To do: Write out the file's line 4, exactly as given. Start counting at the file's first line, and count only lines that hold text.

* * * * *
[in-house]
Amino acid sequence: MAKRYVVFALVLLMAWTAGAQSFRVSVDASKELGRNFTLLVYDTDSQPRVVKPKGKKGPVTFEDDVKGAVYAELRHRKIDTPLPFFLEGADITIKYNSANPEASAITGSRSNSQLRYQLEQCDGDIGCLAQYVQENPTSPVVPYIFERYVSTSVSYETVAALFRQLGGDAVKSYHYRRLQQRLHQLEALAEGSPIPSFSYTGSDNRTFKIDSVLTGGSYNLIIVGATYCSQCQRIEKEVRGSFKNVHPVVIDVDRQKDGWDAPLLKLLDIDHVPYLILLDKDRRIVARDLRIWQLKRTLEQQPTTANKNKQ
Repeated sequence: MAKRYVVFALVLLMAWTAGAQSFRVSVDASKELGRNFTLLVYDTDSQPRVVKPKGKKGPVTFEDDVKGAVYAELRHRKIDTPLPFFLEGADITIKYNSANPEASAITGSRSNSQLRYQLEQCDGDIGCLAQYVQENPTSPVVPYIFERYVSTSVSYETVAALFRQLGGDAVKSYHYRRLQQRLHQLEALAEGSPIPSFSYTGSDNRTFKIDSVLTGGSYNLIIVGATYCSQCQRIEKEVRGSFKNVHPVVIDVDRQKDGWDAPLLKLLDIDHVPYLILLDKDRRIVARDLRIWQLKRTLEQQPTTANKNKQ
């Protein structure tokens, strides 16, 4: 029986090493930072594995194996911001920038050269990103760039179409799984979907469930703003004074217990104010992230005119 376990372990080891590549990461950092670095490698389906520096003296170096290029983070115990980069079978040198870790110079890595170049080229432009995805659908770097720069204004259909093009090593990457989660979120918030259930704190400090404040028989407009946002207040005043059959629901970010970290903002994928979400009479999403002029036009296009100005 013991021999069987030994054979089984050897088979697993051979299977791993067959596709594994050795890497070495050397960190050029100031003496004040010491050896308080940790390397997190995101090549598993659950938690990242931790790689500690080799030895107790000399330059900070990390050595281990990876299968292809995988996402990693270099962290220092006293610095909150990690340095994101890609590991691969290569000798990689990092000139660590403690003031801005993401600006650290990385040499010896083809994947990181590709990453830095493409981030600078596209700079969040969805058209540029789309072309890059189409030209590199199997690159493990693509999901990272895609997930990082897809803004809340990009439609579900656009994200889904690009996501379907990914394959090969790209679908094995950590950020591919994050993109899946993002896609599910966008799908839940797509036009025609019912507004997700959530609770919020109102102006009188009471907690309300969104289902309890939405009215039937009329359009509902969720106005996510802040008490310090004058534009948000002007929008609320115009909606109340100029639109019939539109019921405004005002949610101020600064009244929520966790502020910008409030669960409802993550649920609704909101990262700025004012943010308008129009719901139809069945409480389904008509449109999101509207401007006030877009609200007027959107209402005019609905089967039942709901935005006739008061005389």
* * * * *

């Protein structure tokens, strides 16, 4: 029986090493930072594995194996911001920038050269990103760039179409799984979907469930703003004074217990104010992230005119 376990372990080891590549990461950092670095490698389906520096003296170096290029983070115990980069079978040198870790110079890595170049080229432009995805659908770097720069204004259909093009090593990457989660979120918030259930704190400090404040028989407009946002207040005043059959629901970010970290903002994928979400009479999403002029036009296009100005 013991021999069987030994054979089984050897088979697993051979299977791993067959596709594994050795890497070495050397960190050029100031003496004040010491050896308080940790390397997190995101090549598993659950938690990242931790790689500690080799030895107790000399330059900070990390050595281990990876299968292809995988996402990693270099962290220092006293610095909150990690340095994101890609590991691969290569000798990689990092000139660590403690003031801005993401600006650290990385040499010896083809994947990181590709990453830095493409981030600078596209700079969040969805058209540029789309072309890059189409030209590199199997690159493990693509999901990272895609997930990082897809803004809340990009439609579900656009994200889904690009996501379907990914394959090969790209679908094995950590950020591919994050993109899946993002896609599910966008799908839940797509036009025609019912507004997700959530609770919020109102102006009188009471907690309300969104289902309890939405009215039937009329359009509902969720106005996510802040008490310090004058534009948000002007929008609320115009909606109340100029639109019939539109019921405004005002949610101020600064009244929520966790502020910008409030669960409802993550649920609704909101990262700025004012943010308008129009719901139809069945409480389904008509449109999101509207401007006030877009609200007027959107209402005019609905089967039942709901935005006739008061005389």